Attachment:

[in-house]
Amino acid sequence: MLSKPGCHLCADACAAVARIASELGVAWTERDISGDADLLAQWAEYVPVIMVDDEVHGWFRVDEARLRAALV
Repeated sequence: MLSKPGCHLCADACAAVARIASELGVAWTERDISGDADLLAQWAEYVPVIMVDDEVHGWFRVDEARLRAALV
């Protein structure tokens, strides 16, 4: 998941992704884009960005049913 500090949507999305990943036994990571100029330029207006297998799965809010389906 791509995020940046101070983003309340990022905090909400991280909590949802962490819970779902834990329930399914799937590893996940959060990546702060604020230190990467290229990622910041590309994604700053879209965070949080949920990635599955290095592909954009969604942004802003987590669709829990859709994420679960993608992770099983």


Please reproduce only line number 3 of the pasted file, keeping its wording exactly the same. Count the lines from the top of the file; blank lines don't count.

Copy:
Repeated sequence: MLSKPGCHLCADACAAVARIASELGVAWTERDISGDADLLAQWAEYVPVIMVDDEVHGWFRVDEARLRAALV